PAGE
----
I was grateful for the two volunteers who escorted me in the finish area, helped me turn in my timing chip, get my finisher metal, t-shirt and hat, and take pictures in front of the M-Dot logo.

Amazingly, Michelle and the kids caught me for a quick post-finish photo.  Then, I was escorted to an area with tables, chairs and a bunch of tired athletes who were chowing down on pizza, subs and drinking chocolate milk.  I was led to a chair and sat down with my chocolate milk in my hand and a solar blanket over my shoulders.  If felt great, until I sat down and the adrenaline wore off and I realized I'd been up since 4am and racing since 7am and it's currently 8pm.  In the next 10 minutes or so, I went from very warm to shivering cold and thinking I was going to pass out.  My breathing was short and I pulled the solar blanket tight around me to hold in some heat.  I concentrated to get my breathing back to normal, had a few sips of chocolate milk and started to feel better.  I was offered some hot chicken broth and that helped warm me up and put back some salt.  I was ready to stand up and could now feel exactly which muscles had carried me through the day.  They complained a little, but it was time to re-find the family.

Post Race
Megan - my post-recovery volunteer handler
I really wasn't sure where to look for my support crew, but Megan, a volunteer assigned to help me, let me use her mobile phone to call and we quickly found each other.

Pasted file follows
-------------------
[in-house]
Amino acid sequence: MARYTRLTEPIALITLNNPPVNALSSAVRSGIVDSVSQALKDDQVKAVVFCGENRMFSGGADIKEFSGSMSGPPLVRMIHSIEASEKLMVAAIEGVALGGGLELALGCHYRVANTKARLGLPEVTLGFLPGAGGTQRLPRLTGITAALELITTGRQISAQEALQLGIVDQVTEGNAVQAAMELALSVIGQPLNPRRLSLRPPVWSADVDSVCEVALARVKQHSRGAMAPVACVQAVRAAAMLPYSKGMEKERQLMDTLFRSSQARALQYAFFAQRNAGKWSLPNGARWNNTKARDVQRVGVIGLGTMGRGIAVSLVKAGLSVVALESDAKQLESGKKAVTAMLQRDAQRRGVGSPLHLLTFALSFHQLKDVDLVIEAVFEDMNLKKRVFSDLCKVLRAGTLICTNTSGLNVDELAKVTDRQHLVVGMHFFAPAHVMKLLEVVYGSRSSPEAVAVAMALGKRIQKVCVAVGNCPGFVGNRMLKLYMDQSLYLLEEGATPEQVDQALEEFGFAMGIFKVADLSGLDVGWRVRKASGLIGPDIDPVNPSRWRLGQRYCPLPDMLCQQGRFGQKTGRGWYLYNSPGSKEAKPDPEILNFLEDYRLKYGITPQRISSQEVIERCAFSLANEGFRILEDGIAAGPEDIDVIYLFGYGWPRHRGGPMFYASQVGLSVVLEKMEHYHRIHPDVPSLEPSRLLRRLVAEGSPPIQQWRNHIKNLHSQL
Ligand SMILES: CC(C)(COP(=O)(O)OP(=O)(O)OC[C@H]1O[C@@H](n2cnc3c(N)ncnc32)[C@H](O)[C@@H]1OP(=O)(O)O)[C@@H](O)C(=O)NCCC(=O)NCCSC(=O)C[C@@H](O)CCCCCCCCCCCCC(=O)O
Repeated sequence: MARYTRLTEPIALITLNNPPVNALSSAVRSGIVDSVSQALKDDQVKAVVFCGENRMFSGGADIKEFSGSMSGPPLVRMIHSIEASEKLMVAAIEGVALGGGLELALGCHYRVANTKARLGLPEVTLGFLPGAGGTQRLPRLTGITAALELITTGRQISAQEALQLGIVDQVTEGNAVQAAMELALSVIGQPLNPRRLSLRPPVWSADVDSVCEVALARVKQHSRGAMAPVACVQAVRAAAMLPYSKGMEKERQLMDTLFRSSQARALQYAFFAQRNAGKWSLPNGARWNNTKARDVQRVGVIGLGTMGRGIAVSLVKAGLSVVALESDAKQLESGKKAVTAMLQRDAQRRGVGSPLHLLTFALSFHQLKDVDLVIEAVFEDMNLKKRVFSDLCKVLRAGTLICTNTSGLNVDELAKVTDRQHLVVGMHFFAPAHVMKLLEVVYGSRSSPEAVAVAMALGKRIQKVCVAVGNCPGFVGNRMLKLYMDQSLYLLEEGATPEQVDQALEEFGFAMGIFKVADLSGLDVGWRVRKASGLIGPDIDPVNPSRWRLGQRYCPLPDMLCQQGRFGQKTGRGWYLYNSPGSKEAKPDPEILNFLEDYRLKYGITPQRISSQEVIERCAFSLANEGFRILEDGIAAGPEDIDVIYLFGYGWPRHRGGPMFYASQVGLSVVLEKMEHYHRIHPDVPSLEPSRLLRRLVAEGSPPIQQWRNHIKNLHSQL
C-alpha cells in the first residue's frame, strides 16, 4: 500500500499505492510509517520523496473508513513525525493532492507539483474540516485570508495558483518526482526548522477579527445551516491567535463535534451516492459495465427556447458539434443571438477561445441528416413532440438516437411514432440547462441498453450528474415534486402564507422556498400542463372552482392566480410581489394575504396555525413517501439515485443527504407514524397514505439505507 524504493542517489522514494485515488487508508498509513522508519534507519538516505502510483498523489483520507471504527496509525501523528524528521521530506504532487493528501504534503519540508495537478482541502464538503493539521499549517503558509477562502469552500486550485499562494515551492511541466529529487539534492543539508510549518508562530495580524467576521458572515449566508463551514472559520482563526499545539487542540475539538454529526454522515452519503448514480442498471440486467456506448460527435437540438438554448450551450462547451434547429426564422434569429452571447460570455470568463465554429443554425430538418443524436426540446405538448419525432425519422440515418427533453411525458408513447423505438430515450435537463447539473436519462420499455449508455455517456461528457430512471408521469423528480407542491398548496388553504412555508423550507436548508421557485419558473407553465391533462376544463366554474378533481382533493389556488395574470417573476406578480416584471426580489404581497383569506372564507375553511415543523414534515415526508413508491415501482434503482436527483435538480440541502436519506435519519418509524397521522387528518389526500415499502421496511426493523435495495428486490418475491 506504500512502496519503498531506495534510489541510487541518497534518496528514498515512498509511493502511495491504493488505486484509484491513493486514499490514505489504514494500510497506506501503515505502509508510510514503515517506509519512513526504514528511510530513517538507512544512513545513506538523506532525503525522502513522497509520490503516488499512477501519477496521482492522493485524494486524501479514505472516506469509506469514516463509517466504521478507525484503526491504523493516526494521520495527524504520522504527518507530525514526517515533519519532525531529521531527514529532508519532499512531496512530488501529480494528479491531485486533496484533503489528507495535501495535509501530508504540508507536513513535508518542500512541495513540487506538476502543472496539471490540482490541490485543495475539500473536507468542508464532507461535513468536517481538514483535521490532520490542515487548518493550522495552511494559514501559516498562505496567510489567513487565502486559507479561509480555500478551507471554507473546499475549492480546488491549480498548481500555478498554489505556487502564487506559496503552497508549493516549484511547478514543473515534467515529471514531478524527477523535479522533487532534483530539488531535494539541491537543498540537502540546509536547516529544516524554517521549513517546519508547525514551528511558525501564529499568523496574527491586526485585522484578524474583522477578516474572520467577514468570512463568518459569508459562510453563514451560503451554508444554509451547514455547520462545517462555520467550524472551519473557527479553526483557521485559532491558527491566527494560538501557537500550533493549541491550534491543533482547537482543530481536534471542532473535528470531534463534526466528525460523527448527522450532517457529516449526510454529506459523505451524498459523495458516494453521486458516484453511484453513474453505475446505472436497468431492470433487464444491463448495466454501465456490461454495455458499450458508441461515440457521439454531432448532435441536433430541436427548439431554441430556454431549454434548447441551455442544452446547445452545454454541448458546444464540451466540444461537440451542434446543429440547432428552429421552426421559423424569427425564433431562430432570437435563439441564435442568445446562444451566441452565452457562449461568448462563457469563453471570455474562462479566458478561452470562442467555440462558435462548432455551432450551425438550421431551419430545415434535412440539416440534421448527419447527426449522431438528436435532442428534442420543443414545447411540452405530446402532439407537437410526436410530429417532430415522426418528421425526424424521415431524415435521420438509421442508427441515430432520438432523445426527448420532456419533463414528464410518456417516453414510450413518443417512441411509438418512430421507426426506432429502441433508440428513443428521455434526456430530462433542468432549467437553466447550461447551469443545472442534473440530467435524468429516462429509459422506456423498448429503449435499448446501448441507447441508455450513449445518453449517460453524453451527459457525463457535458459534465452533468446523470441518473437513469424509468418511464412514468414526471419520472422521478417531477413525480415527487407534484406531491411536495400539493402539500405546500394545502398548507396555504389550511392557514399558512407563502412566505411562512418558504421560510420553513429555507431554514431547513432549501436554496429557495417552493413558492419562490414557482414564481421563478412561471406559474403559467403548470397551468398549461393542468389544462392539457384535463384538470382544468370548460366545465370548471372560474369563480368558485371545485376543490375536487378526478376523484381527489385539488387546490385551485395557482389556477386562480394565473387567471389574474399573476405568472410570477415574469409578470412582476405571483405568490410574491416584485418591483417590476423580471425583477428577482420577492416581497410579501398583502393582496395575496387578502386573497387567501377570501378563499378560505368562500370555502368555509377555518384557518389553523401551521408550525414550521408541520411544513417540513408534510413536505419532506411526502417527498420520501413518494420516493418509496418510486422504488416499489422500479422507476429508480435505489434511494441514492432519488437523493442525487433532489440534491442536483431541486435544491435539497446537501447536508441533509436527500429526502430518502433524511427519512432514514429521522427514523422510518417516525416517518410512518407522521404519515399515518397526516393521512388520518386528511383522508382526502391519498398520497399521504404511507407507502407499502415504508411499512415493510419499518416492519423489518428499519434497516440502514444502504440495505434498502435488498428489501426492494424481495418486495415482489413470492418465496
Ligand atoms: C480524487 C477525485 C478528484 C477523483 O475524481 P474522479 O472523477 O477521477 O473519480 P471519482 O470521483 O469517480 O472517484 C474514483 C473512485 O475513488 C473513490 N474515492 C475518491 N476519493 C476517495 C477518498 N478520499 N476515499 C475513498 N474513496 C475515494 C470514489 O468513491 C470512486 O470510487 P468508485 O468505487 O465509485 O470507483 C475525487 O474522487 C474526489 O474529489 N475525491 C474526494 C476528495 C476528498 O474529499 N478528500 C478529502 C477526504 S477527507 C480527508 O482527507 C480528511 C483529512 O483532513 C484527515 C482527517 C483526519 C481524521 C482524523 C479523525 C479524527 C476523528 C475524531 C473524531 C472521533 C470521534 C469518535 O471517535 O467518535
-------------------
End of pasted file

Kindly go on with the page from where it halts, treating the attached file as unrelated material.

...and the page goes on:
Dave and Jill
We also found Jill who finished about 25 minutes after I did.  Turns out that her foot was giving her trouble and she eased up on the run after having a very speedy swim and bike.  This is her 3rd Ironman race and she helped me commit to Ironman Lake Placid and was a constant training partner throughout the last 6 months.  Thanks for all the help Jill and it was fun seeing you on the course.
Proud family and finisher

I was excited and relieved to finish and I did make it in under 13 hours, even though my real goal was to simply finish and experience the day.  My family and support crew played a key role in my success.  They were very understanding during my training time and really helped keep me motivated during the race with cheers from the sidelines